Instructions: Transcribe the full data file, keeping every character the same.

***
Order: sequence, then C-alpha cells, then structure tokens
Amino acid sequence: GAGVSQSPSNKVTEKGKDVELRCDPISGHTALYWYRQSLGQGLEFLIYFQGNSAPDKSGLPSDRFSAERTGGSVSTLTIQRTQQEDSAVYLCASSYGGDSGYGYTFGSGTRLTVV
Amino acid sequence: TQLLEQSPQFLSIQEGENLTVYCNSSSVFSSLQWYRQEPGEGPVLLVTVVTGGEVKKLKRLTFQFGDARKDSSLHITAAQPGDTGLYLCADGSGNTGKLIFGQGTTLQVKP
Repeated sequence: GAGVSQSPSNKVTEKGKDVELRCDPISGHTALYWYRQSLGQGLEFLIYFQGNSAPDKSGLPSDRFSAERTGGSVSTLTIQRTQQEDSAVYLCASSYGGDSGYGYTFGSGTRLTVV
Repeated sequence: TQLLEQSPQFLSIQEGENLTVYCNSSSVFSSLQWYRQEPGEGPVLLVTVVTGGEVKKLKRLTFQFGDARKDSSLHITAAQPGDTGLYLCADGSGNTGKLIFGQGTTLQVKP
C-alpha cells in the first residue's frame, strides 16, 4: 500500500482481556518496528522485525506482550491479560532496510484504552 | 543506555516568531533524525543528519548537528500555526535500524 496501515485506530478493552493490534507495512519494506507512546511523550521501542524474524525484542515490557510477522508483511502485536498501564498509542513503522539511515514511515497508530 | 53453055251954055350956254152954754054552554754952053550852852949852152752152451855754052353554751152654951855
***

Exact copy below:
Order: sequence, then C-alpha cells, then structure tokens
Amino acid sequence: GAGVSQSPSNKVTEKGKDVELRCDPISGHTALYWYRQSLGQGLEFLIYFQGNSAPDKSGLPSDRFSAERTGGSVSTLTIQRTQQEDSAVYLCASSYGGDSGYGYTFGSGTRLTVV
Amino acid sequence: TQLLEQSPQFLSIQEGENLTVYCNSSSVFSSLQWYRQEPGEGPVLLVTVVTGGEVKKLKRLTFQFGDARKDSSLHITAAQPGDTGLYLCADGSGNTGKLIFGQGTTLQVKP
Repeated sequence: GAGVSQSPSNKVTEKGKDVELRCDPISGHTALYWYRQSLGQGLEFLIYFQGNSAPDKSGLPSDRFSAERTGGSVSTLTIQRTQQEDSAVYLCASSYGGDSGYGYTFGSGTRLTVV
Repeated sequence: TQLLEQSPQFLSIQEGENLTVYCNSSSVFSSLQWYRQEPGEGPVLLVTVVTGGEVKKLKRLTFQFGDARKDSSLHITAAQPGDTGLYLCADGSGNTGKLIFGQGTTLQVKP
C-alpha cells in the first residue's frame, strides 16, 4: 500500500482481556518496528522485525506482550491479560532496510484504552 | 543506555516568531533524525543528519548537528500555526535500524 496501515485506530478493552493490534507495512519494506507512546511523550521501542524474524525484542515490557510477522508483511502485536498501564498509542513503522539511515514511515497508530 | 53453055251954055350956254152954754054552554754952053550852852949852152752152451855754052353554751152654951855